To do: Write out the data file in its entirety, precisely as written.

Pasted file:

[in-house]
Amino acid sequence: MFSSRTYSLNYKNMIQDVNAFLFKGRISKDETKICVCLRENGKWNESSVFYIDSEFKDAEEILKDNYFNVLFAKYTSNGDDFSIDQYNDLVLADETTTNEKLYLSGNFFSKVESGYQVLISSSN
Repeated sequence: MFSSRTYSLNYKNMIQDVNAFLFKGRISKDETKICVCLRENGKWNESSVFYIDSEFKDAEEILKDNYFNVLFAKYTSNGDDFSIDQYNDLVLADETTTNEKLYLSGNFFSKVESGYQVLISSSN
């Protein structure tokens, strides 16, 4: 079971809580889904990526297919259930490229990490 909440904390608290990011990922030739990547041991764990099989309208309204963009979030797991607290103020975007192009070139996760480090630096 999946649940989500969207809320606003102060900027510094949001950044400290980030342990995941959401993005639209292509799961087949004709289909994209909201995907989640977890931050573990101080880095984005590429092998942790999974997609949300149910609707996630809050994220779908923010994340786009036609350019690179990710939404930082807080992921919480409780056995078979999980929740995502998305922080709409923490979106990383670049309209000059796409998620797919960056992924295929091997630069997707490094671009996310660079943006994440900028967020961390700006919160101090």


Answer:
[in-house]
Amino acid sequence: MFSSRTYSLNYKNMIQDVNAFLFKGRISKDETKICVCLRENGKWNESSVFYIDSEFKDAEEILKDNYFNVLFAKYTSNGDDFSIDQYNDLVLADETTTNEKLYLSGNFFSKVESGYQVLISSSN
Repeated sequence: MFSSRTYSLNYKNMIQDVNAFLFKGRISKDETKICVCLRENGKWNESSVFYIDSEFKDAEEILKDNYFNVLFAKYTSNGDDFSIDQYNDLVLADETTTNEKLYLSGNFFSKVESGYQVLISSSN
């Protein structure tokens, strides 16, 4: 079971809580889904990526297919259930490229990490 909440904390608290990011990922030739990547041991764990099989309208309204963009979030797991607290103020975007192009070139996760480090630096 999946649940989500969207809320606003102060900027510094949001950044400290980030342990995941959401993005639209292509799961087949004709289909994209909201995907989640977890931050573990101080880095984005590429092998942790999974997609949300149910609707996630809050994220779908923010994340786009036609350019690179990710939404930082807080992921919480409780056995078979999980929740995502998305922080709409923490979106990383670049309209000059796409998620797919960056992924295929091997630069997707490094671009996310660079943006994440900028967020961390700006919160101090």